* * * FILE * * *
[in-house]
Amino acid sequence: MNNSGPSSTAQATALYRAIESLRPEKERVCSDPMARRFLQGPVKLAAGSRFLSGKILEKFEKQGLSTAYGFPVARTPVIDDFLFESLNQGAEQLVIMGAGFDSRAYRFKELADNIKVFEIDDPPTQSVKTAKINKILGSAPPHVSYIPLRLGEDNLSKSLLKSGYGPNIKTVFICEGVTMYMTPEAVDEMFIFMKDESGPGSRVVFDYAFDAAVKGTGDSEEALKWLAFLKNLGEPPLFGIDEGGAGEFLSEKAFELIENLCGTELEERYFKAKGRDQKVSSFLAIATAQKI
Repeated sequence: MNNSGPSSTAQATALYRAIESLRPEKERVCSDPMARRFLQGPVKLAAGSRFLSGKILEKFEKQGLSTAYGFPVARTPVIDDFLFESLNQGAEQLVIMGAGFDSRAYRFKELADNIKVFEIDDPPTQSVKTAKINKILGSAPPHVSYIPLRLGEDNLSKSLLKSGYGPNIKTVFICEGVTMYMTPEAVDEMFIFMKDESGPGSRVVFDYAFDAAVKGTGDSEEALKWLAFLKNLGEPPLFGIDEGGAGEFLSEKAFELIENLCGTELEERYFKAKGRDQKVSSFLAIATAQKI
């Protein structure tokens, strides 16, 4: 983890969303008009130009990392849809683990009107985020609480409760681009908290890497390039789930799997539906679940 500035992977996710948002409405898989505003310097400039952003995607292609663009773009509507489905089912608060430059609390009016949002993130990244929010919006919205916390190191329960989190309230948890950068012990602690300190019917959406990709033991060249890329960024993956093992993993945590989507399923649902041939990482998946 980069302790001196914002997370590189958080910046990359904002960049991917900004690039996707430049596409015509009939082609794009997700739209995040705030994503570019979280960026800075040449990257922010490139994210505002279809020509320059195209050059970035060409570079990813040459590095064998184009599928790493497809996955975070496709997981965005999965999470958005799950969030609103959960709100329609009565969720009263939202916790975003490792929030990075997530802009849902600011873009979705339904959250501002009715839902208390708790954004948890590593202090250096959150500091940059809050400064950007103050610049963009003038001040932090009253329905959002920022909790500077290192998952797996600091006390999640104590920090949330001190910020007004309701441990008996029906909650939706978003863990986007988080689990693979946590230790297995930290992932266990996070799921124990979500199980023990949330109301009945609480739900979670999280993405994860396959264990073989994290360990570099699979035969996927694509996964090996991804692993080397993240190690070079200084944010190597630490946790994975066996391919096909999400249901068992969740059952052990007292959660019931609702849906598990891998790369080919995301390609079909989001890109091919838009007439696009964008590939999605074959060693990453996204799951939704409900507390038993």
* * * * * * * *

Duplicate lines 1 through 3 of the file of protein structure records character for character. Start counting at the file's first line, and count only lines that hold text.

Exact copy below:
[in-house]
Amino acid sequence: MNNSGPSSTAQATALYRAIESLRPEKERVCSDPMARRFLQGPVKLAAGSRFLSGKILEKFEKQGLSTAYGFPVARTPVIDDFLFESLNQGAEQLVIMGAGFDSRAYRFKELADNIKVFEIDDPPTQSVKTAKINKILGSAPPHVSYIPLRLGEDNLSKSLLKSGYGPNIKTVFICEGVTMYMTPEAVDEMFIFMKDESGPGSRVVFDYAFDAAVKGTGDSEEALKWLAFLKNLGEPPLFGIDEGGAGEFLSEKAFELIENLCGTELEERYFKAKGRDQKVSSFLAIATAQKI
Repeated sequence: MNNSGPSSTAQATALYRAIESLRPEKERVCSDPMARRFLQGPVKLAAGSRFLSGKILEKFEKQGLSTAYGFPVARTPVIDDFLFESLNQGAEQLVIMGAGFDSRAYRFKELADNIKVFEIDDPPTQSVKTAKINKILGSAPPHVSYIPLRLGEDNLSKSLLKSGYGPNIKTVFICEGVTMYMTPEAVDEMFIFMKDESGPGSRVVFDYAFDAAVKGTGDSEEALKWLAFLKNLGEPPLFGIDEGGAGEFLSEKAFELIENLCGTELEERYFKAKGRDQKVSSFLAIATAQKI